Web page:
Ombudsman releases 2000 Access and Privacy Annual ReportReturn to listing
Apr 24, 2002
Experiences in 2000 suggest a need for improvement in compliance with both the letter and spirit of the access and privacy legislation.
In 2000, the Office of the Manitoba Ombudsman opened and closed a record number of access and privacy related complaints under The Freedom of Information and Protection of Privacy Act (FIPPA), The Personal Health Information Act (PHIA), and The Ombudsman Act.
Of the 224 access and privacy complaints received by the Ombudsman in 2000, 66% were about provincial government departments and agencies, 21% were about local public bodies, 7% were about health professionals, and 6% were about health care facilities.
"Access and privacy legislation is not about the provision of a government program or the delivery of a public service," said Barry Tuckett, the Manitoba Ombudsman. "It is about protecting the rights we enjoy as Canadians to an open and accountable government that respects our fundamental right to personal privacy."
Some of the major challenges in 2000 included:
- Several access requests involving the provincial government were delayed by time extensions taken by the government, the process within government was changed for coordinating access requests, and the way in which government responded to requests for information contributed to an unprecedented volume of complaints to the Ombudsman's office.
- Significant effort was expended by the Ombudsman's office investigating complaints generated when the provincial government denied members of the media access to provincial government information. These included requests to all provincial government departments for ministerial briefing notes, costs and other information concerning the travel of various ministers and the Premier.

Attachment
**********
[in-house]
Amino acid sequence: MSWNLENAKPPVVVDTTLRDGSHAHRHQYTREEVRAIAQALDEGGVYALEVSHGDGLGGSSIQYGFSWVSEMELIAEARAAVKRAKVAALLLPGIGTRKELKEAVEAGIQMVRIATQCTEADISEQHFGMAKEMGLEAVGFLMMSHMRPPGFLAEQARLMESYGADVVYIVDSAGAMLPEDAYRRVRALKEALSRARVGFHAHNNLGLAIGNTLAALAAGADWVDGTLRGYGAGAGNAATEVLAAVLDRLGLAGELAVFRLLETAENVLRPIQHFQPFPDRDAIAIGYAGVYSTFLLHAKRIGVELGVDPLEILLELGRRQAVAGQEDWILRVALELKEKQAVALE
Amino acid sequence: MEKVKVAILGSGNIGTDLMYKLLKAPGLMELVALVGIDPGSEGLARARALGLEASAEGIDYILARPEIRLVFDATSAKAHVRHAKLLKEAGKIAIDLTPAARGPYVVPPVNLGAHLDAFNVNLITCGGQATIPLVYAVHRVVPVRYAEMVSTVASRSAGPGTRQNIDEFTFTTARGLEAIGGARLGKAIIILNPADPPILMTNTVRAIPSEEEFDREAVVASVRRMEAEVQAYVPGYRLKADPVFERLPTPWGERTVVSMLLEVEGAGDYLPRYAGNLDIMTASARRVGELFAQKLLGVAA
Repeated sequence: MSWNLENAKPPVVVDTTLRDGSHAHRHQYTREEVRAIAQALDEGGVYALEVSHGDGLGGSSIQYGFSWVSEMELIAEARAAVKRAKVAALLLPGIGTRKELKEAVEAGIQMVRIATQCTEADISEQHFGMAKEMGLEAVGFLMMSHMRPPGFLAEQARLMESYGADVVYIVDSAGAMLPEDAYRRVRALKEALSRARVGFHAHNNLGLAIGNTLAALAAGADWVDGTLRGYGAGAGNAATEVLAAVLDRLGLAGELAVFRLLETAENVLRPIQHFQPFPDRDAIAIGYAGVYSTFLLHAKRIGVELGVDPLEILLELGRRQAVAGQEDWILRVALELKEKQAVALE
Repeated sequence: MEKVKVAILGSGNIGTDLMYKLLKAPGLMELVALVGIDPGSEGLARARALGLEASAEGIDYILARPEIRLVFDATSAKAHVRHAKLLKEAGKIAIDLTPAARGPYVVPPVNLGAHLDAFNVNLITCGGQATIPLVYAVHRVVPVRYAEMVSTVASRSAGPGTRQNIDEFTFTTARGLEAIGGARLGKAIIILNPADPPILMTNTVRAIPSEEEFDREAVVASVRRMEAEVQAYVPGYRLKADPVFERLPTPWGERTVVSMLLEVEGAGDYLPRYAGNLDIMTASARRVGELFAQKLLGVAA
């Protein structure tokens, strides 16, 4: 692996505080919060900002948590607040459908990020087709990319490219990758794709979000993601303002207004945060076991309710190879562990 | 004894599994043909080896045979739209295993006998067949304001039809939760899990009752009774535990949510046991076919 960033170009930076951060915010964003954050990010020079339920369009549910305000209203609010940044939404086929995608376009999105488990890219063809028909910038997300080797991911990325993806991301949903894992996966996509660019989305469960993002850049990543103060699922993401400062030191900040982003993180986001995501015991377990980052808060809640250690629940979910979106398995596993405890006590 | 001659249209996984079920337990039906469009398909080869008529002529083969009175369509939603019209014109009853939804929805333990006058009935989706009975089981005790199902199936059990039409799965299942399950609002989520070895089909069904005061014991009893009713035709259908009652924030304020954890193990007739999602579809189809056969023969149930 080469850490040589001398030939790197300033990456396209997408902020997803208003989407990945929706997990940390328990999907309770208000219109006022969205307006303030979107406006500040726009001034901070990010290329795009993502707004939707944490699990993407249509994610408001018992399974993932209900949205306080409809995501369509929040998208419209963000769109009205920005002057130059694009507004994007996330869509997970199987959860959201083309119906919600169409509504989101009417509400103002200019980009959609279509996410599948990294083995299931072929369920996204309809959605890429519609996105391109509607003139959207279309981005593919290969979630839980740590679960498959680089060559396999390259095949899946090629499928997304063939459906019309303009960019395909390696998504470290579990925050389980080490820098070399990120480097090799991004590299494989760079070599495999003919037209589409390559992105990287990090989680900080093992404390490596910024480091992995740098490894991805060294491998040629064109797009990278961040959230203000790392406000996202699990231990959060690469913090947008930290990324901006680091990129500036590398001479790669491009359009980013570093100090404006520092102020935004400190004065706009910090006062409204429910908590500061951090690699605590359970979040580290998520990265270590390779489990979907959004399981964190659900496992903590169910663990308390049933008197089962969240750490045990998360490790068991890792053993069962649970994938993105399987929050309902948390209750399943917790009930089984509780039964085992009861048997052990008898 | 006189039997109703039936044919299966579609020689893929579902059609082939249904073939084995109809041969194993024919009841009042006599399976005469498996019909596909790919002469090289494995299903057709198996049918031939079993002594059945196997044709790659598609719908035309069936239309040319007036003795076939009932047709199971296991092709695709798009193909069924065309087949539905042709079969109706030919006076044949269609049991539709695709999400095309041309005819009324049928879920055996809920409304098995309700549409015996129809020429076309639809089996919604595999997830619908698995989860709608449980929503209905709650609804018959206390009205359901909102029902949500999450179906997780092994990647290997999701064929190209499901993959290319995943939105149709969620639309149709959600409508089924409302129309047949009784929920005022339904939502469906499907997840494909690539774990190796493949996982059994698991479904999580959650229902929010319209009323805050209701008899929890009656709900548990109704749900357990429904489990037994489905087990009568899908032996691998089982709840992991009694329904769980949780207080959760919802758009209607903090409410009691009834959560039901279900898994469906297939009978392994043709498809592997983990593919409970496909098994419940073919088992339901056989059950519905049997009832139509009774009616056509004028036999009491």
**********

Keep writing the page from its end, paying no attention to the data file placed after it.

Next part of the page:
- A complaint was made to the Ombudsman when a media request for access to attendance records for Treasury Board meetings was denied on the grounds that FIPPA provides mandatory exceptions to disclosure for matters involving Cabinet or its committees. When information was finally released to the applicant, the disclosure was made on the basis of Cabinet consent rather than by using other more routine mechanisms available under FIPPA.
"We remain of the opinion that the release of the information requested would not have revealed a confidence of Cabinet and that FIPPA respects basic parliamentary conventions and principles," said the Ombudsman. "I am concerned that the actions and decisions of the provincial government in some of 2000's high-profile challenges have raised questions about the level of government commitment to FIPPA," said Tuckett. "While these instances are of particular concern, it is encouraging to note all the same that government has generally responded well to access requests and has maintained a commendable standard of compliance with the legislation overall."
The Government of Manitoba also declared its intention to conduct a public review of FIPPA. Comprehensive reviews of the legislation must be undertaken by December 11, 2002 respecting PHIA, and May 4, 2003 respecting FIPPA.
"Hopefully these reviews will not only identify and strengthen the public's right of access to information and protection of personal privacy, but will also serve to demonstrate commitment to these rights," Tuckett stated. "I feel there is no greater accountability mechanism than public scrutiny of government actions and decisions in an open and transparent environment, an essential component of a democratic society."
Under The Ombudsman Act, the Ombudsman investigates complaints about any act, decision, recommendation or omission related to a matter of administration by any department or agency of the provincial government or a municipal government. The Ombudsman Act was expanded on January 1, 1997 to include more than 200 municipalities. The Personal Health Information Act came into effect on December 11, 1997. The Freedom of Information and Protection of Privacy Act became law on May 4, 1998, encompassed the City of Winnipeg on August 31, 1998, and was proclaimed on April 4, 2000 for more than 370 local governments, educational and health care bodies. With responsibilities as an independent oversight agency under all three acts, Manitoba's Ombudsman now has one of the broadest jurisdictions for an Ombudsman in Canada.
Created in 1970, the office of the Manitoba Ombudsman exists to
promote fairness, equity and administrative accountability through
independent and impartial investigation of complaints and
legislative compliance reviews.